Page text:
Greg told me of the frantic calls Linda had made. How worried about Greg she had been because her news was so bad and unexpected. How she had asked repeatedly if he was alone, if he had someone there to comfort him. How she had worried about how her news of terrible personal tragedy would affect him. He retold how Annie, our fifteen-year-old niece, liked to walk to the top of their rural Mississippi driveway and talk to God and listen to music on her i-pod: That the spot holds a rose bush that had been a gift from a deceased friend.

The fourth of five children Annalisa used the spot at the top of the driveway as a sanctuary, a place to be alone but still be in sight of her family and home. She frequented the little corner and it was common for her to go there at night. The driveway is rather steep and has a slight curve so the area provided seclusion but because of physical proximity and the light pouring outward from inside the house being next to the rosebush also afforded inclusion. It is a private place where a girl who shared a bedroom with her big sister and a house with two of her three brothers could go and think, meditate and pray, free from the contacts and interruptions of family that both ground and confound us.

Annie’s (her name is pronounced “Aunie” as though you were saying “ah”) visits to the rosebush were so routine that no one thought anything strange when she stayed out there for hours. It was common place for her to do so and Linda and her husband Paolo went to bed without worry. Nearing midnight her younger brother Daniel asked Marisa, “Where’s Annie?” but Marisa told him not to worry, that she was fine. As the night stretched on Daniel decided to ignore his bigger sister’s advice and began walking up the driveway where he figured to find Annie. He did, but not as expected.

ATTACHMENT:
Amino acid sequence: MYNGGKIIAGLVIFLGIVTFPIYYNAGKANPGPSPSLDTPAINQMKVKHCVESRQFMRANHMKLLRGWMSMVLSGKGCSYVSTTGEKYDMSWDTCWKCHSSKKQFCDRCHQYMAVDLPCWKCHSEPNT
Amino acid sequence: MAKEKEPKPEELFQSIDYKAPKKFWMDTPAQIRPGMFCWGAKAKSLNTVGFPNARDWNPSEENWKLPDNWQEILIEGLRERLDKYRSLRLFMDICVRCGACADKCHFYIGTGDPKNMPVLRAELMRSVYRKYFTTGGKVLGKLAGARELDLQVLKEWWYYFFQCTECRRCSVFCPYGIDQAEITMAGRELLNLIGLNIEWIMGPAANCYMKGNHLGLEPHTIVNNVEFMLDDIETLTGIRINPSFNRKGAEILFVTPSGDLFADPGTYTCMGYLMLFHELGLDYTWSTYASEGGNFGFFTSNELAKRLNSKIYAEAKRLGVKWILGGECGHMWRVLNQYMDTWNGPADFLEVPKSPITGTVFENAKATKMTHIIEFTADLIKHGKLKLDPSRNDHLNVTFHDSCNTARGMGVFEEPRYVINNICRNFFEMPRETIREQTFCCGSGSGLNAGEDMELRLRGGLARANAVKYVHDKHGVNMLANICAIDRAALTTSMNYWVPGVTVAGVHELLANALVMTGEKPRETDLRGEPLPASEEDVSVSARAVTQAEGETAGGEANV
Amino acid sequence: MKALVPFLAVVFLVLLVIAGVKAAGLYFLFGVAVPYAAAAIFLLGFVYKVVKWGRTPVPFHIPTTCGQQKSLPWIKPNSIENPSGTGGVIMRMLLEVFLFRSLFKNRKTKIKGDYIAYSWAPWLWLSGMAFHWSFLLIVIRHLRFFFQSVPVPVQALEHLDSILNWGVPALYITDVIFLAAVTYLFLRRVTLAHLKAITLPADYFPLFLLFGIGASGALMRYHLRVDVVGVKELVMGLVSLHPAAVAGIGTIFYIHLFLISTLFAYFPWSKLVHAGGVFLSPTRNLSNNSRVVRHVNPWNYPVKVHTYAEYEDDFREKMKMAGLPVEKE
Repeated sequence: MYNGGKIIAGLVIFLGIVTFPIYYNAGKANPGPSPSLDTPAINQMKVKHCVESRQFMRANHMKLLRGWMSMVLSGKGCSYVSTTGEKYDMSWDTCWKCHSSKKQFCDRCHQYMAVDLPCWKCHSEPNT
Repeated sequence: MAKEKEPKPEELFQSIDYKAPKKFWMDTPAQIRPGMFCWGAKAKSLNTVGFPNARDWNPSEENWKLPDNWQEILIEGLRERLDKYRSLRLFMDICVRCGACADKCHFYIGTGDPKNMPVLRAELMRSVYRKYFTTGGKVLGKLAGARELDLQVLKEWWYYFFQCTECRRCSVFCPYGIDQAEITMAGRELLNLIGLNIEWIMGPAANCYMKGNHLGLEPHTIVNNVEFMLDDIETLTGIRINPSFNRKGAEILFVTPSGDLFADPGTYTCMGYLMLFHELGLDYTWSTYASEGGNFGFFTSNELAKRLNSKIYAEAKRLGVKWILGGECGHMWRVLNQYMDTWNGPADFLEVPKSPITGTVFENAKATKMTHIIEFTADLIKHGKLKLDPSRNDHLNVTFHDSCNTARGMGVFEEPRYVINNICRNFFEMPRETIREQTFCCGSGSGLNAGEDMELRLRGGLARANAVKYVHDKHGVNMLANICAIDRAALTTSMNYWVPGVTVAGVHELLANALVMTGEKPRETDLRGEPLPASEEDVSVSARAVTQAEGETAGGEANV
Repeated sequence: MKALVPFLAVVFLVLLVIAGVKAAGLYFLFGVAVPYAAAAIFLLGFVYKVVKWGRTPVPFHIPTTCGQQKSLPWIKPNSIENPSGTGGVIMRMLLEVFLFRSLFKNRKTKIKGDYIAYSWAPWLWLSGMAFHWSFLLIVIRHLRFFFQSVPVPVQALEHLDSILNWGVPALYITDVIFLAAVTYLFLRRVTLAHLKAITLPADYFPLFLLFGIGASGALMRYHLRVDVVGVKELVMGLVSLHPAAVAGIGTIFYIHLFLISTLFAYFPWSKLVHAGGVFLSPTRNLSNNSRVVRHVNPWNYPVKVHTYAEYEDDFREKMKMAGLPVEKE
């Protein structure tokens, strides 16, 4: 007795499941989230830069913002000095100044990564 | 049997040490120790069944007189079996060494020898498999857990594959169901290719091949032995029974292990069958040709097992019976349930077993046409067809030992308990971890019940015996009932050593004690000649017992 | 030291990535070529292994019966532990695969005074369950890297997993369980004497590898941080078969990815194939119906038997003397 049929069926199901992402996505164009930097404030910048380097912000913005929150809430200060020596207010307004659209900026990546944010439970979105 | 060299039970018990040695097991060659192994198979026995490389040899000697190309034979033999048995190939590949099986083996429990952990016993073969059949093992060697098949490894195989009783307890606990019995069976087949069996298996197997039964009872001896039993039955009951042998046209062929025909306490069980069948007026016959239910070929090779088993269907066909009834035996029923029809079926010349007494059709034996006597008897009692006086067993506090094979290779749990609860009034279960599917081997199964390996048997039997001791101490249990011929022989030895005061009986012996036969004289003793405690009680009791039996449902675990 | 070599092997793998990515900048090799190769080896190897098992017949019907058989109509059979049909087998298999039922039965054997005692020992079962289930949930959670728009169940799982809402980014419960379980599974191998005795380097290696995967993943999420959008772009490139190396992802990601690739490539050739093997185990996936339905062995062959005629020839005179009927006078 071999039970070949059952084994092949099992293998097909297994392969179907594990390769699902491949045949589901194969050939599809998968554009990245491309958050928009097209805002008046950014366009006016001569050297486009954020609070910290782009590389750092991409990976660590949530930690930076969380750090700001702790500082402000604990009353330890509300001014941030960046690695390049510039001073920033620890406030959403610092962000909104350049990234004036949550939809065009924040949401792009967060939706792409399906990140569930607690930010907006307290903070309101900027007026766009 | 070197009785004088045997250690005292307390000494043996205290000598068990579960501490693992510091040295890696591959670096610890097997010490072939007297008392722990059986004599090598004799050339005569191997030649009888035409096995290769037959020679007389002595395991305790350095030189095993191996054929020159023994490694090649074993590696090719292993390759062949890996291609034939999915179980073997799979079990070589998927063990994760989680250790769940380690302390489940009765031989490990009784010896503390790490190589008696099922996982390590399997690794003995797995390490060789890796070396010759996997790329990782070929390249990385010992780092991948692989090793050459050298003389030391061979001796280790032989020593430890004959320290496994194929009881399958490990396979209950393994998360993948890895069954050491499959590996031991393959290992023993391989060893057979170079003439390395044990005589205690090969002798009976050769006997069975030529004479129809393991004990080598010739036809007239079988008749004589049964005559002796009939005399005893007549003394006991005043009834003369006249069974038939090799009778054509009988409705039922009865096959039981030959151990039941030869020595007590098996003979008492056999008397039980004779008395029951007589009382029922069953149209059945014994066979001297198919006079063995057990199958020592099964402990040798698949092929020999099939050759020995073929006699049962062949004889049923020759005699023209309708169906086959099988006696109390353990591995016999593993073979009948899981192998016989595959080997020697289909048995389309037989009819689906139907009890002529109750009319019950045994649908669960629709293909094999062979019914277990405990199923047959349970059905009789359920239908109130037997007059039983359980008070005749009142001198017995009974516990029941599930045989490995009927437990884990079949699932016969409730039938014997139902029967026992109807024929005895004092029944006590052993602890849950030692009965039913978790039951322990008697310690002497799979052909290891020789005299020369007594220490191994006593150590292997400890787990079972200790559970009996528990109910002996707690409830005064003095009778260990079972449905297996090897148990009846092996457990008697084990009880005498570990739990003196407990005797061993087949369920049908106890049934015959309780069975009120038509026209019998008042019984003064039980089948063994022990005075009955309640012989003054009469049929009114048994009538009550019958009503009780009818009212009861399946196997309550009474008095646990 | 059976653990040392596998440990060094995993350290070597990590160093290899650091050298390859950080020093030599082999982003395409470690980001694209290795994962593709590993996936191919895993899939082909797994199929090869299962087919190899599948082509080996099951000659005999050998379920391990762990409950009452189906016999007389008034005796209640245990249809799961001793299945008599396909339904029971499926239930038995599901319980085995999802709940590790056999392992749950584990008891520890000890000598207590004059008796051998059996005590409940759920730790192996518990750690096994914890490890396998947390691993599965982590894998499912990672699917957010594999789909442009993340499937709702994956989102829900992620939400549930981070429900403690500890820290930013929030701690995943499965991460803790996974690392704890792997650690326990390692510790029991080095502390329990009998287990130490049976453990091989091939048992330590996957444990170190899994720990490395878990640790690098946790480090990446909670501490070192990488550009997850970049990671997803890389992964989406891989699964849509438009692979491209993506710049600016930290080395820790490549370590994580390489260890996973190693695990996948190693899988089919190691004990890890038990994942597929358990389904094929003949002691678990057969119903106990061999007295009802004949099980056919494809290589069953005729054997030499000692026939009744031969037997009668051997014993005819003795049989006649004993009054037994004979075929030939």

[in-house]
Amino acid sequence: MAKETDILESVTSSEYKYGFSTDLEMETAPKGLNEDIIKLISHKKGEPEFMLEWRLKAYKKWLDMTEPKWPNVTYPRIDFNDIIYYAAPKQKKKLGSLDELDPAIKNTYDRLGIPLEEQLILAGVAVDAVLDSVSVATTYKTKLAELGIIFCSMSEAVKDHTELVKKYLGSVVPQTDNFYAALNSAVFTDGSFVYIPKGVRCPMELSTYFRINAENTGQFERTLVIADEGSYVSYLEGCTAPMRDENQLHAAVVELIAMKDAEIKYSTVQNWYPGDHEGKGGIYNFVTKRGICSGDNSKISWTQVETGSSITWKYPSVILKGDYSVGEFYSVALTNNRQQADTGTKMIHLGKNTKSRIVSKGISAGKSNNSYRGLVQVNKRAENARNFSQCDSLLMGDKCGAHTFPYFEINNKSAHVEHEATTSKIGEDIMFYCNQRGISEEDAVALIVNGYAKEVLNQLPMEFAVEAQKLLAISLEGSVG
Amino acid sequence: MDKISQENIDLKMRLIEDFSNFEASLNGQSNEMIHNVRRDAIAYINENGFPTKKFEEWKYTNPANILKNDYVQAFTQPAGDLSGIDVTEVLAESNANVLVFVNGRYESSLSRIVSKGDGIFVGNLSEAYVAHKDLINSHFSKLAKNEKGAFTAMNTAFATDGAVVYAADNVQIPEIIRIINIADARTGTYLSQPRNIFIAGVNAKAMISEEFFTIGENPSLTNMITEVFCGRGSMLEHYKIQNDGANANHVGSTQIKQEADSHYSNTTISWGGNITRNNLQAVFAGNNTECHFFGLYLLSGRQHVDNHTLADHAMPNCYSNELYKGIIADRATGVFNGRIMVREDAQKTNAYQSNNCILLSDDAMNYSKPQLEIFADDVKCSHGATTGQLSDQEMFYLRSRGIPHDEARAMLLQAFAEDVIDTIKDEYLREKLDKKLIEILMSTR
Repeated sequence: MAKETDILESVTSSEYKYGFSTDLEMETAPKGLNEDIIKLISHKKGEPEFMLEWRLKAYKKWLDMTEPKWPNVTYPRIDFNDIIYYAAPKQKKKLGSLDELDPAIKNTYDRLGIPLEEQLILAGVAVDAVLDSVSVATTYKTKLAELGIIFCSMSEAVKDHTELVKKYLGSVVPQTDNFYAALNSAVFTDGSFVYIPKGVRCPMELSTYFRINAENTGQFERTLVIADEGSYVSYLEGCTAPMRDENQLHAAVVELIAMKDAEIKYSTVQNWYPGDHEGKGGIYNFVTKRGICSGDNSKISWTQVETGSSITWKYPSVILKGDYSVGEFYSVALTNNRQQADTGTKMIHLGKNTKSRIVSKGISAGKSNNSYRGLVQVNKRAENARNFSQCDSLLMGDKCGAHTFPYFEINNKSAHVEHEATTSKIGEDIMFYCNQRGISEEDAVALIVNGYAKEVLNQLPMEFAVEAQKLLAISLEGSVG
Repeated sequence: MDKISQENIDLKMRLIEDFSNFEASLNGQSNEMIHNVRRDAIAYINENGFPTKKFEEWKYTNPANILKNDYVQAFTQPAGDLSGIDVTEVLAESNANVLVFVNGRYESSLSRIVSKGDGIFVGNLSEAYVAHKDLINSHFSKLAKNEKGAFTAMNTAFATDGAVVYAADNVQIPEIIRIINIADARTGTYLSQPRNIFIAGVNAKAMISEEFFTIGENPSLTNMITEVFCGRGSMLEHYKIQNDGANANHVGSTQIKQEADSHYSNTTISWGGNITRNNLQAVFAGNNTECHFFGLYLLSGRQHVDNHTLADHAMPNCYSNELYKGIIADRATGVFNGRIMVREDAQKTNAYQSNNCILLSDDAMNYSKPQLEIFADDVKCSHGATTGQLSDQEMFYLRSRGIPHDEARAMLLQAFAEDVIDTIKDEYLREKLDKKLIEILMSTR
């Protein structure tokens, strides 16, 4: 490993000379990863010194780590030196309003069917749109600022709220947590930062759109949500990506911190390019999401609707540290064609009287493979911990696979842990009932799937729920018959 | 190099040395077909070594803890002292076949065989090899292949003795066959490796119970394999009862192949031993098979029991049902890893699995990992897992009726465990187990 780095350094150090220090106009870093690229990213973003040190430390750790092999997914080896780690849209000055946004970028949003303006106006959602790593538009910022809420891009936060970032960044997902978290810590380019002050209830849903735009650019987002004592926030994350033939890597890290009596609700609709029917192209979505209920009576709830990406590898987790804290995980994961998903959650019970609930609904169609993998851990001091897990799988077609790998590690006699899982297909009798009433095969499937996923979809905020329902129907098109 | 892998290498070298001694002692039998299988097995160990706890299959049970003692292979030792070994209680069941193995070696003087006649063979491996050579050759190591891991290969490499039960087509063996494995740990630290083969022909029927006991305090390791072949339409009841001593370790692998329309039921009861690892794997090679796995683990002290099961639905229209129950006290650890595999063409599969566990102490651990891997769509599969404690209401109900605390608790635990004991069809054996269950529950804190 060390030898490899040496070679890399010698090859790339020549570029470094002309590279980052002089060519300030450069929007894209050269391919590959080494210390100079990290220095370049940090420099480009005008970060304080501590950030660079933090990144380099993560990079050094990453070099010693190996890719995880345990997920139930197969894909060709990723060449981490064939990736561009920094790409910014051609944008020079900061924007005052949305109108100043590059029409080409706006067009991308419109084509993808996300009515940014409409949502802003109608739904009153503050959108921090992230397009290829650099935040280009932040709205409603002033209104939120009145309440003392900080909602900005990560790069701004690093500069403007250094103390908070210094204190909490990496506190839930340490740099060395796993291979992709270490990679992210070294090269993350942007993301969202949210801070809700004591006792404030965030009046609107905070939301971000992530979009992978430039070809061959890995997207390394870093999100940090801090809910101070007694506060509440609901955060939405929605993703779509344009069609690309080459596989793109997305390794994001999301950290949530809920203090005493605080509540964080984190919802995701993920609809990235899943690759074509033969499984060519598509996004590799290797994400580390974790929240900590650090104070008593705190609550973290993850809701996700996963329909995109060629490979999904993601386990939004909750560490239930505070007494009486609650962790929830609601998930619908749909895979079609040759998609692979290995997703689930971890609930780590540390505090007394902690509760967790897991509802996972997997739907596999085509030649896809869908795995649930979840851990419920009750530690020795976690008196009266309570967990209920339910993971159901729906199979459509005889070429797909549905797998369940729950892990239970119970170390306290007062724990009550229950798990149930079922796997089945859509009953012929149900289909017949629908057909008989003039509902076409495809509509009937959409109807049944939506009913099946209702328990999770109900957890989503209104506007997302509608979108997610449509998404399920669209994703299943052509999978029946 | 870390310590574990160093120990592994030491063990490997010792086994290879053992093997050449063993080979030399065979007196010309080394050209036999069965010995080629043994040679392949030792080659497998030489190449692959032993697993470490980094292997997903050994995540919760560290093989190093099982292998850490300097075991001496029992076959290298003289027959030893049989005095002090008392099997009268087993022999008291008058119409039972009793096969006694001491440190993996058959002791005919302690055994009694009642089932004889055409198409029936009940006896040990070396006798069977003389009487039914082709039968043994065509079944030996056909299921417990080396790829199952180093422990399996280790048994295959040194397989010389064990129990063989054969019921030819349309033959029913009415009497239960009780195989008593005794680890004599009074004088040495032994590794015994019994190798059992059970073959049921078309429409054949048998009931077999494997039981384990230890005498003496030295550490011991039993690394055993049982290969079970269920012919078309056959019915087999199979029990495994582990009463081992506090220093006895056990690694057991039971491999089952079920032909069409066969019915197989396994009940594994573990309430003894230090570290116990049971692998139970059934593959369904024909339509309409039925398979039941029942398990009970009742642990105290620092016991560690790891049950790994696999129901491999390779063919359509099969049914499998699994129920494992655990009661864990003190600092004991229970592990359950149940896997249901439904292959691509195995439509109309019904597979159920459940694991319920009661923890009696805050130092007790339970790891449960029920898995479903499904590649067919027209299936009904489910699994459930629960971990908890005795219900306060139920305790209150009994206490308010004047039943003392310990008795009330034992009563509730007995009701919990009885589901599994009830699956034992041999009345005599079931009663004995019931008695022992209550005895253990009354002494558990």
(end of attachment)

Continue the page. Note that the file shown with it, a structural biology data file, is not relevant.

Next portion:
Greg told me of Annie’s wounds. How she was lying face down with her heals toward the street and her head closer to home. That the cuts to the tops of her hands indicated that she was either dead or unconscious when she hit the ground because if she had been conscious then the palms would have been injured, not the backs. The lack of blood from the gash on her nose reinforced the theory that she’d been dead when she hit because otherwise there would have been a pool from such a large cut: No heart beat equals nothing to push the blood out except gravity.